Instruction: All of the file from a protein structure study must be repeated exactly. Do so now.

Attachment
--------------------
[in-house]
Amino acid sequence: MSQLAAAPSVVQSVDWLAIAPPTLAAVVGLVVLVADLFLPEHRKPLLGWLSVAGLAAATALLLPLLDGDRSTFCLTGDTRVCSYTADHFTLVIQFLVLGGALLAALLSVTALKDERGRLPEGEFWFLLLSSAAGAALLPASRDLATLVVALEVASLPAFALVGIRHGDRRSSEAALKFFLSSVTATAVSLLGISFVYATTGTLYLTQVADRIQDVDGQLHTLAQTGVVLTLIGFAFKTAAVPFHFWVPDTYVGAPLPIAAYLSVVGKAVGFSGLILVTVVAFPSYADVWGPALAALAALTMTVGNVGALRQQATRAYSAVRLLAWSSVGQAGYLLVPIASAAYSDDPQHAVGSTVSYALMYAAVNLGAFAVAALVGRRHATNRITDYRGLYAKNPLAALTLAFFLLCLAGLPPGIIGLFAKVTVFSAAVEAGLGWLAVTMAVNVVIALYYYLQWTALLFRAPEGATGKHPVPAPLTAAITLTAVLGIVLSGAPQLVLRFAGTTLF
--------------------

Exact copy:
[in-house]
Amino acid sequence: MSQLAAAPSVVQSVDWLAIAPPTLAAVVGLVVLVADLFLPEHRKPLLGWLSVAGLAAATALLLPLLDGDRSTFCLTGDTRVCSYTADHFTLVIQFLVLGGALLAALLSVTALKDERGRLPEGEFWFLLLSSAAGAALLPASRDLATLVVALEVASLPAFALVGIRHGDRRSSEAALKFFLSSVTATAVSLLGISFVYATTGTLYLTQVADRIQDVDGQLHTLAQTGVVLTLIGFAFKTAAVPFHFWVPDTYVGAPLPIAAYLSVVGKAVGFSGLILVTVVAFPSYADVWGPALAALAALTMTVGNVGALRQQATRAYSAVRLLAWSSVGQAGYLLVPIASAAYSDDPQHAVGSTVSYALMYAAVNLGAFAVAALVGRRHATNRITDYRGLYAKNPLAALTLAFFLLCLAGLPPGIIGLFAKVTVFSAAVEAGLGWLAVTMAVNVVIALYYYLQWTALLFRAPEGATGKHPVPAPLTAAITLTAVLGIVLSGAPQLVLRFAGTTLF